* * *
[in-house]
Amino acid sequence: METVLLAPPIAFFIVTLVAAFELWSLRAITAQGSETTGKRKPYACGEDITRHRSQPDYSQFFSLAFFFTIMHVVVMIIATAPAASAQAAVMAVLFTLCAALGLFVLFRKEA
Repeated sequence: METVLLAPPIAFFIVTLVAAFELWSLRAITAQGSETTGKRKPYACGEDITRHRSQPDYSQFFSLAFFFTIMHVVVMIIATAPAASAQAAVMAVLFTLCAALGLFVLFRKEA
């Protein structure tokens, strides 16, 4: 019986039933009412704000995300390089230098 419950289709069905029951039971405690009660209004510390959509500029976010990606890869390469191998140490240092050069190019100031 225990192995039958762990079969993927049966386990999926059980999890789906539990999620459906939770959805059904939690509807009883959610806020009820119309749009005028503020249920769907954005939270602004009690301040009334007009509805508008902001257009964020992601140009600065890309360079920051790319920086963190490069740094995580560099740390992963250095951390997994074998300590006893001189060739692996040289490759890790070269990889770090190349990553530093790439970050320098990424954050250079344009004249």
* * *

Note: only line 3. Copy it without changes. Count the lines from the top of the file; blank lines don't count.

Repeated sequence: METVLLAPPIAFFIVTLVAAFELWSLRAITAQGSETTGKRKPYACGEDITRHRSQPDYSQFFSLAFFFTIMHVVVMIIATAPAASAQAAVMAVLFTLCAALGLFVLFRKEA